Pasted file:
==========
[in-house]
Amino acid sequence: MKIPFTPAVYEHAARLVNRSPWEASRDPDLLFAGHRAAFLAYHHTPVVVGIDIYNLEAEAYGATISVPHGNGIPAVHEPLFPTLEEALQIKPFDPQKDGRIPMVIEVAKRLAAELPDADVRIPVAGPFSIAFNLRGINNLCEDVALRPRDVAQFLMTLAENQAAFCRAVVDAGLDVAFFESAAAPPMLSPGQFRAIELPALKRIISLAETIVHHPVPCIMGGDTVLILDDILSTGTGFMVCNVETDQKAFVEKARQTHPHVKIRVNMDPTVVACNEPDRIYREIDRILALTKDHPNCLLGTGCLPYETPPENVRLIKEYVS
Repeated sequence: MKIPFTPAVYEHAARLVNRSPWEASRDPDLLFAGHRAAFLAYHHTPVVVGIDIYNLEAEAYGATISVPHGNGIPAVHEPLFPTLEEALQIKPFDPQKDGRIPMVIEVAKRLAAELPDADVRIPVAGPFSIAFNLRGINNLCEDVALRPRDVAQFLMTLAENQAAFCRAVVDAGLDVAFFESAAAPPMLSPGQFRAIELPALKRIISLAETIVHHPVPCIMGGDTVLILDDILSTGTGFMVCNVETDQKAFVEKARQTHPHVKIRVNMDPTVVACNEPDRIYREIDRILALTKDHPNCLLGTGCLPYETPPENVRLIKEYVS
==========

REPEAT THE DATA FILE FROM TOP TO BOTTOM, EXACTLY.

[in-house]
Amino acid sequence: MKIPFTPAVYEHAARLVNRSPWEASRDPDLLFAGHRAAFLAYHHTPVVVGIDIYNLEAEAYGATISVPHGNGIPAVHEPLFPTLEEALQIKPFDPQKDGRIPMVIEVAKRLAAELPDADVRIPVAGPFSIAFNLRGINNLCEDVALRPRDVAQFLMTLAENQAAFCRAVVDAGLDVAFFESAAAPPMLSPGQFRAIELPALKRIISLAETIVHHPVPCIMGGDTVLILDDILSTGTGFMVCNVETDQKAFVEKARQTHPHVKIRVNMDPTVVACNEPDRIYREIDRILALTKDHPNCLLGTGCLPYETPPENVRLIKEYVS
Repeated sequence: MKIPFTPAVYEHAARLVNRSPWEASRDPDLLFAGHRAAFLAYHHTPVVVGIDIYNLEAEAYGATISVPHGNGIPAVHEPLFPTLEEALQIKPFDPQKDGRIPMVIEVAKRLAAELPDADVRIPVAGPFSIAFNLRGINNLCEDVALRPRDVAQFLMTLAENQAAFCRAVVDAGLDVAFFESAAAPPMLSPGQFRAIELPALKRIISLAETIVHHPVPCIMGGDTVLILDDILSTGTGFMVCNVETDQKAFVEKARQTHPHVKIRVNMDPTVVACNEPDRIYREIDRILALTKDHPNCLLGTGCLPYETPPENVRLIKEYVS